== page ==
September 6, 2022

Faculty Spotlight: Steven E. Rochon

Steven Rochon

He’s a Professor in the Engineering/Computer-Aided Design (CAD) program

Today for “Faculty Spotlight” we’re sitting down with Steven E. Rochon, a Professor in the Engineering/Computer-Aided Design (CAD) program at the Manufacturing & Engineering Center.

Schoolcraft College: Hello, Professor Rochon, and thanks for joining us today. To start out, could you please share a bit about your background and career at Schoolcraft College? What drew you to a career in engineering and Computer-Aided Design (CAD)?

Professor Rochon: I was drawn to a career in engineering and CAD when I first took a drafting class and got hooked. While working, I attended Eastern Michigan University and earned a Bachelor’s degree in Computer Aided Design. I went on to earn a Master in Business Administration to round out my education.

I worked at Schoolcraft College teaching engineering and CAD part-time from 1999-2016 and became a full-time faculty member in 2016.

Steven Rochon
Steven E. Rochon, a Professor in the Engineering/Computer-Aided Design (CAD) program at the Manufacturing & Engineering Center.

SC: Some of us are old enough to remember taking mechanical drawing classes in high school and drawing parts using triangles, French curves and so forth on an actual drafting table. How are today’s students learning these types of skills?

Professor Rochon: Yes, the first drafting class I took was using the manual tools on the drafting table. I really enjoyed the skills that entailed. The new CAD technology has replaced the manual systems. The CAD programs are still only as effective as the designer when it comes to solving problems and making correct choices.

SC: One area that you and your colleagues at the Manufacturing & Engineering Center excel at is helping connect students with key leaders in business and industry for potential career opportunities. Please tell us about that.

Professor Rochon: Ford Motor Company speaks with our students about career opportunities as Ford engineers and energy engineers in the Engineering 100 class – Introduction to both CAD and Engineering.

Our students are in high demand with transportation industry companies. We train students with state-of-the-art, industry 3D software that the businesses rely on, including: NX by Siemens, CATIA and SolidWorks by Dassault Systèmes, and 2D AutoCAD software by AutoDesk.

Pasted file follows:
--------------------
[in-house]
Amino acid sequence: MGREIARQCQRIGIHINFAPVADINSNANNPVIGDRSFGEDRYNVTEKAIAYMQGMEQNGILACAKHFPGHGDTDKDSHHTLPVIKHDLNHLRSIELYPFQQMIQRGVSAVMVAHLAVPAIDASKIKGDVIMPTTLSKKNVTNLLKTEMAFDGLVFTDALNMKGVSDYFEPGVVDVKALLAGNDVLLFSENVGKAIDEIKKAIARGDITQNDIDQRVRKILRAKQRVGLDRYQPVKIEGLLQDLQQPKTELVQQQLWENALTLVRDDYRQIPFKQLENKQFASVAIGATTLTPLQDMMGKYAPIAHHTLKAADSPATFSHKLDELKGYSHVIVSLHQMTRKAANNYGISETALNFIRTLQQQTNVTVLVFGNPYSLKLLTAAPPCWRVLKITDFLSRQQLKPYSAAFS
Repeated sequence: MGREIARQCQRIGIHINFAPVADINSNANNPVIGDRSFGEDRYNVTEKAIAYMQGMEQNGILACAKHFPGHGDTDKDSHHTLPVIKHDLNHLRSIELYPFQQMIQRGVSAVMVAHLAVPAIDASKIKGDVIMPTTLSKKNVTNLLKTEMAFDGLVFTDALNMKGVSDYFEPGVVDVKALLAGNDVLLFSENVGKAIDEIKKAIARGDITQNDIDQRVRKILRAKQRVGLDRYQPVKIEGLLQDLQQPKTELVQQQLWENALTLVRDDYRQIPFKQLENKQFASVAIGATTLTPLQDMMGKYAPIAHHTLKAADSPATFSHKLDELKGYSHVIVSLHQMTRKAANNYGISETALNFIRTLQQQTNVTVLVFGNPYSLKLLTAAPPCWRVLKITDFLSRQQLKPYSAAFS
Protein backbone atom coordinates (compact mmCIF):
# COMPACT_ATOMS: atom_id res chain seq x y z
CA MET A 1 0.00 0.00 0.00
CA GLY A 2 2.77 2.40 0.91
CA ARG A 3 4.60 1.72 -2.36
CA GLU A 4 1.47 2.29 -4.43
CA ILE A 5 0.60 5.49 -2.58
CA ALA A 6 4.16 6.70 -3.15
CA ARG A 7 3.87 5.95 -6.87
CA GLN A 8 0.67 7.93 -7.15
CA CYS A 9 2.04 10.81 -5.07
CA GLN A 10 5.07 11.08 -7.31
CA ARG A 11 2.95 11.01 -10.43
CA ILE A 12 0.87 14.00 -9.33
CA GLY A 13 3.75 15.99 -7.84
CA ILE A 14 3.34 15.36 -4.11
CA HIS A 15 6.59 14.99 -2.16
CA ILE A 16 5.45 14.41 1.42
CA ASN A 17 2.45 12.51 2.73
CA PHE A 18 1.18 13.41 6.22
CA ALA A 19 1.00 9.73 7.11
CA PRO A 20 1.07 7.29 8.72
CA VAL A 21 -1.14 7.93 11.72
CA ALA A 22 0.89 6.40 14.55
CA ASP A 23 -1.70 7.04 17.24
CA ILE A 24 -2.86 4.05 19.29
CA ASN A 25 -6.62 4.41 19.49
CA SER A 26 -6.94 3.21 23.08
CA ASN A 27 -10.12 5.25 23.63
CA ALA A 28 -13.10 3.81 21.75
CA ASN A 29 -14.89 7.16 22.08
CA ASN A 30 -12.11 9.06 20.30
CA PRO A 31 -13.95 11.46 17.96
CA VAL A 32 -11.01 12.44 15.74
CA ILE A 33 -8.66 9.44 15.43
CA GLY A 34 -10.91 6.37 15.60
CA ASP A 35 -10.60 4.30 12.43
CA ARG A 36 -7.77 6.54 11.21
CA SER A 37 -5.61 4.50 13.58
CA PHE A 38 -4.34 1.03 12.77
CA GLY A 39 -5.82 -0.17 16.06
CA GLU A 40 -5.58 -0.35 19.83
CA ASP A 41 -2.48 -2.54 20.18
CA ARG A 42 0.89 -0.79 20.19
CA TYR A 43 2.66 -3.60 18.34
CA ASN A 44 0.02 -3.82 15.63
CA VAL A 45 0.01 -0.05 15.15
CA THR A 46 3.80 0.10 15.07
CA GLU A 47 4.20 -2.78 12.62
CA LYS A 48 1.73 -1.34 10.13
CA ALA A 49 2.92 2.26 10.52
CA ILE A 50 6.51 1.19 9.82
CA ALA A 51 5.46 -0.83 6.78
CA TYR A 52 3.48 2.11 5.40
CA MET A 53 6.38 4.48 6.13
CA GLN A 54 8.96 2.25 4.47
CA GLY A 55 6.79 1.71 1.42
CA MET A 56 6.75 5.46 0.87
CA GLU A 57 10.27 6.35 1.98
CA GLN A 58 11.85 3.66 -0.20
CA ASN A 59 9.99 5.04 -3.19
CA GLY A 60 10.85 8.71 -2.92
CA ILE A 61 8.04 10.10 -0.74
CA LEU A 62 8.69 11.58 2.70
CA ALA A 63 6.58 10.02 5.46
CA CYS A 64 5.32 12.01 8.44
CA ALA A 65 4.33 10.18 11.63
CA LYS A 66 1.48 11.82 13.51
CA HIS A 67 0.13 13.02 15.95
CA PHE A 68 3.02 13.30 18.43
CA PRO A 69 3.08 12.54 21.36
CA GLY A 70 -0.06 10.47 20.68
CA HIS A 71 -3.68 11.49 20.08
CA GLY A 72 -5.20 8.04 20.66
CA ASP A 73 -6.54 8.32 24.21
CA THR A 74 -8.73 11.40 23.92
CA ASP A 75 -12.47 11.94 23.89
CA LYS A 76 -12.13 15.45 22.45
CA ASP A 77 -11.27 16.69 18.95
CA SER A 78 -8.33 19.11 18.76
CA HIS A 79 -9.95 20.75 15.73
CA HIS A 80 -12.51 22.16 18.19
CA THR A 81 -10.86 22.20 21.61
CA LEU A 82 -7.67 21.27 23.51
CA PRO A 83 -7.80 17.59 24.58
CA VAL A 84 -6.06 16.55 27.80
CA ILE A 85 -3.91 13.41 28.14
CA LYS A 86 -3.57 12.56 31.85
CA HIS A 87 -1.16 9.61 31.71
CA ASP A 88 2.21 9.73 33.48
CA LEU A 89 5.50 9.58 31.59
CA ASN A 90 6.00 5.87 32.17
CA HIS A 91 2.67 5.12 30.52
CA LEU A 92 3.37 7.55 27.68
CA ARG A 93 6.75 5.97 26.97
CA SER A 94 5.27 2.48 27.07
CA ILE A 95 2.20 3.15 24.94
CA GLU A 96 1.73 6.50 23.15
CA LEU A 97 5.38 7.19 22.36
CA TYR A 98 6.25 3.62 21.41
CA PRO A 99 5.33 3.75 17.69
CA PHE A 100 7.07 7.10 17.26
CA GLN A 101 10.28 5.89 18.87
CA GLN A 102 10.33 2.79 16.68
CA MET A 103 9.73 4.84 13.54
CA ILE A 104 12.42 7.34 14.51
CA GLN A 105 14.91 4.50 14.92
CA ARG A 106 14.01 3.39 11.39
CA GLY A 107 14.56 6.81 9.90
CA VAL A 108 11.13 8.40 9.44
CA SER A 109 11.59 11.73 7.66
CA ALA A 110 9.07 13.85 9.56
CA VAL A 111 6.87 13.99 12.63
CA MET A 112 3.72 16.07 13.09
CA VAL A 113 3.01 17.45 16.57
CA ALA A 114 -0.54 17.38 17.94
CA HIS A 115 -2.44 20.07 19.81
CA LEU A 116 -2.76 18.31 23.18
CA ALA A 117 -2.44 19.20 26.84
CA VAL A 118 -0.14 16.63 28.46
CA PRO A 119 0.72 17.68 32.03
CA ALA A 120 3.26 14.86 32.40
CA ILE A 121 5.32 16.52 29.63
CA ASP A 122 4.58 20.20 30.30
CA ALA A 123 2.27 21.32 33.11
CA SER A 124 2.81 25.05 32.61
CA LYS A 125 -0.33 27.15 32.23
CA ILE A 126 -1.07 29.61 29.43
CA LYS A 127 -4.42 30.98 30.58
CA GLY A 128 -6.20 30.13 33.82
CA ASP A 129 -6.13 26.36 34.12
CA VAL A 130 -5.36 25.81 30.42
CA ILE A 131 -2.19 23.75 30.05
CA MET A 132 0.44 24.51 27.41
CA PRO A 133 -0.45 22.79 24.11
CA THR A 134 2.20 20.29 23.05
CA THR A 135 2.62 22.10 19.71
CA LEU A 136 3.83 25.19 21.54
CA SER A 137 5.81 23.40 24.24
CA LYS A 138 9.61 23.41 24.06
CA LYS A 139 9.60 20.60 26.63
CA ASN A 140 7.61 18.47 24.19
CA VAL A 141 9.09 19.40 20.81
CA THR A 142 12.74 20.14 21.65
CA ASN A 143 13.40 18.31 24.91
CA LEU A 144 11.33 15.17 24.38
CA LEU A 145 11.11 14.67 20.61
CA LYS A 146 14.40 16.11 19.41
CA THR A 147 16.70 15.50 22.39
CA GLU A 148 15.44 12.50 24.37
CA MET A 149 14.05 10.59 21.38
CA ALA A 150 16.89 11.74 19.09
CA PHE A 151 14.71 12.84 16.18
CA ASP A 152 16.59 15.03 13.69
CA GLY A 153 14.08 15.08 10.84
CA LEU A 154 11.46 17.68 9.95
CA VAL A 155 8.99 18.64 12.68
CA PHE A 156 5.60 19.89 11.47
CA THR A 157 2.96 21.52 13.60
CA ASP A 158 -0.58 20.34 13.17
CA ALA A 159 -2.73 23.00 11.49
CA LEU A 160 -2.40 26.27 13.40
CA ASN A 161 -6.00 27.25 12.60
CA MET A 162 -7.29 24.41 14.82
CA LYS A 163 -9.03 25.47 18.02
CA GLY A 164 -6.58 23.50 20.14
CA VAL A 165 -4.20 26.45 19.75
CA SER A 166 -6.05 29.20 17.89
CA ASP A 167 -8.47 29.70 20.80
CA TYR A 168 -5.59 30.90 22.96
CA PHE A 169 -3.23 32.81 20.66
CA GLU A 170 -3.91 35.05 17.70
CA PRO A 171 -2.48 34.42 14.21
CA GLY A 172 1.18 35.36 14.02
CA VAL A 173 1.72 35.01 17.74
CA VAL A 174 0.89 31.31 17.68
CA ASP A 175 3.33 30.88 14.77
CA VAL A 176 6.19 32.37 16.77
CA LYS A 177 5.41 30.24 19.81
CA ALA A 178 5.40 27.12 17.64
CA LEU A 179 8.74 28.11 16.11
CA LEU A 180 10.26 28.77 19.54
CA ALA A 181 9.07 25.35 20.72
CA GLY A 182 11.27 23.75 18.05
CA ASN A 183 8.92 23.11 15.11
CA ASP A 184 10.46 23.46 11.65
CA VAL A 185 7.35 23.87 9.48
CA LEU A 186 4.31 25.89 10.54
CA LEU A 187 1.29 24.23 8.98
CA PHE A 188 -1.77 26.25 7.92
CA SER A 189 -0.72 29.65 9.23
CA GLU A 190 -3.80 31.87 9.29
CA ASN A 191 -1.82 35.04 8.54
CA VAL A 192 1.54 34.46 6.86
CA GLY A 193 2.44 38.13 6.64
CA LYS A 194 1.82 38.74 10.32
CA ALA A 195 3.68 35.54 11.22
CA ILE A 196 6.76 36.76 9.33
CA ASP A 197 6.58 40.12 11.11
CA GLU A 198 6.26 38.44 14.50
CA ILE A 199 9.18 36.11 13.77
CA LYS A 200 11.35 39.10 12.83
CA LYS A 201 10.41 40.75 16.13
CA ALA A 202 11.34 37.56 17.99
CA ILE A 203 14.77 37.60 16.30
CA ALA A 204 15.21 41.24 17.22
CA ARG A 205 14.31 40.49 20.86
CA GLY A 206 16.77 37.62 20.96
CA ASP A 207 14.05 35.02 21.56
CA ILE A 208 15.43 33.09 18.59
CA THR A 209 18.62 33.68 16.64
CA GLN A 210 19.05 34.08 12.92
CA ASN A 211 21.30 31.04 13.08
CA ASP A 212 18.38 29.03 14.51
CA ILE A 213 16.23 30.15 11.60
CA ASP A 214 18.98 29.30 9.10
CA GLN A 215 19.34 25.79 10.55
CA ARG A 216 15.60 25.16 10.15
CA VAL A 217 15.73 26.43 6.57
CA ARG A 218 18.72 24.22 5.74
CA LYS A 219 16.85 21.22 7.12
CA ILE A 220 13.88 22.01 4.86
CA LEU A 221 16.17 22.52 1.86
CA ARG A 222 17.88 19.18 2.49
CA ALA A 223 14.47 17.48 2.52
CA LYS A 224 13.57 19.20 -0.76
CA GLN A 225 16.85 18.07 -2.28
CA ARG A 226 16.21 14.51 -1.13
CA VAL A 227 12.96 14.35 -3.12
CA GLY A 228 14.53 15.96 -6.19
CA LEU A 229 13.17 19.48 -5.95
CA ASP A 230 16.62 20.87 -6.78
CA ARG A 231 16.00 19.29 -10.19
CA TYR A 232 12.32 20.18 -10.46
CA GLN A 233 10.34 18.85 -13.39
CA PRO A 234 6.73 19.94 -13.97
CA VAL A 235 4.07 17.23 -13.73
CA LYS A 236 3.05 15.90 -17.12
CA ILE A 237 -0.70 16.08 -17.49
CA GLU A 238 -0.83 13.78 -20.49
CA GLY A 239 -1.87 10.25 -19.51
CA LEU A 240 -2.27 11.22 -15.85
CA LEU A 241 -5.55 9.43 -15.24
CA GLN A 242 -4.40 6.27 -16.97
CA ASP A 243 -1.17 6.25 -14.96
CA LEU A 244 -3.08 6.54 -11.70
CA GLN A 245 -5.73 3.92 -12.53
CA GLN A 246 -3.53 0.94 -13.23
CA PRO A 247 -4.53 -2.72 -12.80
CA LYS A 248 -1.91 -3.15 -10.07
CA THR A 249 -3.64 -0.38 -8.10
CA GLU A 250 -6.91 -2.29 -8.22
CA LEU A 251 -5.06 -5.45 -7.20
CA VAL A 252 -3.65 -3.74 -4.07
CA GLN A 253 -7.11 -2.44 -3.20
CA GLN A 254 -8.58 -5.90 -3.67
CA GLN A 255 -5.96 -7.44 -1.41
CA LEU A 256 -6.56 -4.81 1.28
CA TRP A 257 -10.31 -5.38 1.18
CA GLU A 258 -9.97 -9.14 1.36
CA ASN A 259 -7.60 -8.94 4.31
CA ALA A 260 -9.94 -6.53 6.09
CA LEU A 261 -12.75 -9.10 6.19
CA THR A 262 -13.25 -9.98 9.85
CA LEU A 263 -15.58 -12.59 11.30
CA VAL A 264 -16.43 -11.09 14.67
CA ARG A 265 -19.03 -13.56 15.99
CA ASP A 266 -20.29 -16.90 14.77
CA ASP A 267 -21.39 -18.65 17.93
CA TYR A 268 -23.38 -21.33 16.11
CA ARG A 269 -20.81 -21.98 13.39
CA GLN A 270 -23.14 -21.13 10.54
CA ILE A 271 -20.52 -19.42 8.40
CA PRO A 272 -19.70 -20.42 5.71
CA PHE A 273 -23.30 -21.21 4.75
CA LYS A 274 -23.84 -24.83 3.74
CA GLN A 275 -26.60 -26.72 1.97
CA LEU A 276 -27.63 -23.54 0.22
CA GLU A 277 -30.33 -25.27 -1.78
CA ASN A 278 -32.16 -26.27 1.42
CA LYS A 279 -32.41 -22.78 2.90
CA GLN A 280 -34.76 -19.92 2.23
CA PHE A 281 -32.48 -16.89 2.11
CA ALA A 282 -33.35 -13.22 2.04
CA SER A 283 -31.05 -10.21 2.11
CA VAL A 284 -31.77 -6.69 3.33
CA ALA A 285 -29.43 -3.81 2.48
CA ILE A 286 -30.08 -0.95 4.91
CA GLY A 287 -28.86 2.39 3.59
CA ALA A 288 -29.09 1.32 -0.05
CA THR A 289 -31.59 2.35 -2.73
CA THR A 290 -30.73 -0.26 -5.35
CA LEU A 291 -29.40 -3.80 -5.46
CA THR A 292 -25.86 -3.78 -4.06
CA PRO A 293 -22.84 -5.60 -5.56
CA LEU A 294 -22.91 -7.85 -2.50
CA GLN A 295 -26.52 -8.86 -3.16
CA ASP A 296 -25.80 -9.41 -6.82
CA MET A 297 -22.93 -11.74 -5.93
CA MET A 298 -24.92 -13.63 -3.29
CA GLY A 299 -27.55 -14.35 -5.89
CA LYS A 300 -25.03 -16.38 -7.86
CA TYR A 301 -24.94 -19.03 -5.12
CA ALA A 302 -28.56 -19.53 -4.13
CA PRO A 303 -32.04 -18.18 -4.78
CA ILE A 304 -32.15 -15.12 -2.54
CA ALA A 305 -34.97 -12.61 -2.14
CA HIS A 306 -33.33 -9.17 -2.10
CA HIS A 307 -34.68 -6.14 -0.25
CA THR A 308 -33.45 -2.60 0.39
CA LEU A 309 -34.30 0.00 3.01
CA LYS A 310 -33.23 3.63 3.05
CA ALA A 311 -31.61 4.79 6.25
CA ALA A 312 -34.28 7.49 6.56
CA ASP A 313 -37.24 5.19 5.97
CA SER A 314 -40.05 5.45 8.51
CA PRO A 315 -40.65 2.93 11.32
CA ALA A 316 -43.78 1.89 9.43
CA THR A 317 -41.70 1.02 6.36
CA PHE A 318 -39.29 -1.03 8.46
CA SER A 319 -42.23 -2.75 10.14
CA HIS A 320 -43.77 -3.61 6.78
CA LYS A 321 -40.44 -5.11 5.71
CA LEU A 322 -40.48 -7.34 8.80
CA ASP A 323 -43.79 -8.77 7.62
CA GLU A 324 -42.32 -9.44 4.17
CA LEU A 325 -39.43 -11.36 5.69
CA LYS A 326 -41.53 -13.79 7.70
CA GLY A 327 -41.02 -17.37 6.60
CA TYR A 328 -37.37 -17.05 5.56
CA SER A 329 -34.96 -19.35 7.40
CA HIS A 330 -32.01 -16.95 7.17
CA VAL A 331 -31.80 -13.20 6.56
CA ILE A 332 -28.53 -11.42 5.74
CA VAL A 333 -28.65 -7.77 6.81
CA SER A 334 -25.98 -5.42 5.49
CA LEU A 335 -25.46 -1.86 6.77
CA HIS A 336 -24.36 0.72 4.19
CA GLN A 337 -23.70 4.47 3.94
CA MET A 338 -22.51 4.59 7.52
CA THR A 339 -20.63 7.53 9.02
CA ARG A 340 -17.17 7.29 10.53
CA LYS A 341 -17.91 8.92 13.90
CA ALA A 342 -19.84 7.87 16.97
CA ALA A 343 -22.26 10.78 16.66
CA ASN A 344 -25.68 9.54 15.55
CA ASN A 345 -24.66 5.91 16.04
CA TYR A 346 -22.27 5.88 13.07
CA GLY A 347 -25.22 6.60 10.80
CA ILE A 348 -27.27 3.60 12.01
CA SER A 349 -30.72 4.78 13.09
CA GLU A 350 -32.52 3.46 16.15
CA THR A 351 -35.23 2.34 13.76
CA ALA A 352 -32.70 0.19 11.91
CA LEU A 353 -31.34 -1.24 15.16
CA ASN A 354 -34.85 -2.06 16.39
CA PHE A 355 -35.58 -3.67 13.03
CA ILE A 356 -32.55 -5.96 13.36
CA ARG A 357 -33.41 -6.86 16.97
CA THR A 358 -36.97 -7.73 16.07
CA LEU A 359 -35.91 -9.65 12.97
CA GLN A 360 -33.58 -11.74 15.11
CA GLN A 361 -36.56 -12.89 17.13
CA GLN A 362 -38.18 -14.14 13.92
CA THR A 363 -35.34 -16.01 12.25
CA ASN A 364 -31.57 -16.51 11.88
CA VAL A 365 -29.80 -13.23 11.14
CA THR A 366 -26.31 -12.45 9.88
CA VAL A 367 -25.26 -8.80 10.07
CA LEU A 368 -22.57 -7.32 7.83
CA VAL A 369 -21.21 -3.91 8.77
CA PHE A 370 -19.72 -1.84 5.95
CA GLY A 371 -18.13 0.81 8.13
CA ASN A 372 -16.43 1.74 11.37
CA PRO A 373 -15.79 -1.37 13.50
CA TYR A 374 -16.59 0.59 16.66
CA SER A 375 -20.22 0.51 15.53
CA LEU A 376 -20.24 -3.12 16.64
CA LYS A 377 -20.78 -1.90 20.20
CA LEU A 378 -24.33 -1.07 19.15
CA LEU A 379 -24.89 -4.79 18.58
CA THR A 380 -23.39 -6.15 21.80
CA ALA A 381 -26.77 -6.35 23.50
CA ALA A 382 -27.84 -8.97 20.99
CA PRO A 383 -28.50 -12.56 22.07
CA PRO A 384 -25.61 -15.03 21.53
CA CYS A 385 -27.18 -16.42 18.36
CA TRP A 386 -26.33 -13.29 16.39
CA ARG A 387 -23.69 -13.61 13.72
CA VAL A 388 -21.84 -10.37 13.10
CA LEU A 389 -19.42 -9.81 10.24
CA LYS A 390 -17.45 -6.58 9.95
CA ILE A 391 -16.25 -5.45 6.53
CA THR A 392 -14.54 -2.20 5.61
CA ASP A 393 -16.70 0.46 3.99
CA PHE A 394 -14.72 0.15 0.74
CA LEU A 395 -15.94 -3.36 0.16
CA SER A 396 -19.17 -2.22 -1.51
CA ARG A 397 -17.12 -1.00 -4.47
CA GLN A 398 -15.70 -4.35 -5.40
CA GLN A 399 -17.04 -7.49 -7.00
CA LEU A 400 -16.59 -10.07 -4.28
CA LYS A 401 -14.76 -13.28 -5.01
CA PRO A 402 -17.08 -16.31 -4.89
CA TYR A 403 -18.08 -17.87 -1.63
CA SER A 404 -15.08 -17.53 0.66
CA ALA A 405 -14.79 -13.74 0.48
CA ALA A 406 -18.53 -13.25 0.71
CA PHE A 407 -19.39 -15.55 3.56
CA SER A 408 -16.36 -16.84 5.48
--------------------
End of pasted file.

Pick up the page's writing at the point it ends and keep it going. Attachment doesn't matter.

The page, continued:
Besides the 3D and 2D software, we also offer GD&T (Geometric Dimensioning and Tolerancing) training, also known as Advanced Tolerance training. With the use of GD&T, component and assemblies are almost guaranteed to be interchangeable. This is a vital part of complex manufacturing because it enhances design accuracy by allowing for appropriate tolerances that maximize production quality. Classes prepare students to take the industry-valued ASME (American Society of Mechanical Engineers) GD&T certification testing.

figurine and block pieces
Here are some items students create in Professor Steven E. Rochon’s Computer-Aided Design class.

SC: Engineering and manufacturing are moving so fast these days. What do you see on the horizon? How are we preparing our students for success?

Professor Rochon: CAD and Engineering careers are still driven by analytical thought and creativity. For example, industries are shifting their energy sources, adapting and moving from coal to wind for power. We are seeing the transference of robotics replacing manual labor. We now are using a coordinate measuring machine (CMM) and are measuring and manufacturing directly from the virtual 3D design. The CMM is a device that measures the geometry of physical objects by sensing discrete points on the surface of the object with a probe. Various types of probes are used in CMMs, including mechanical, optical, laser, and white light. The CMM is now used for doing quality verification on production components.

SC: Can CAD and engineering students get a certificate and immediately be employed?

Professor Rochon: Many industries in Michigan, the U.S. and globally look to hire those with certified CAD skills, making this an in-demand career that can you take anywhere. You can work in diverse industries, including aerospace, defense, medical technology, manufacturing and transportation technology.

Our engineering students will need to transfer to a four-year institution and earn advanced degrees to be an engineer. The CAD student may go right to work as a designer/detailer, learning more on the job, with a certificate or an Associate degree. The software we work with at Schoolcraft is industry-driven and gives students access and experience.

I let students know that there is still so much to learn and know. I encourage them to keep on gaining knowledge and credentials. If they are interested in being in management or a team leader, they will need the extra skills and qualifications to realize their goals.

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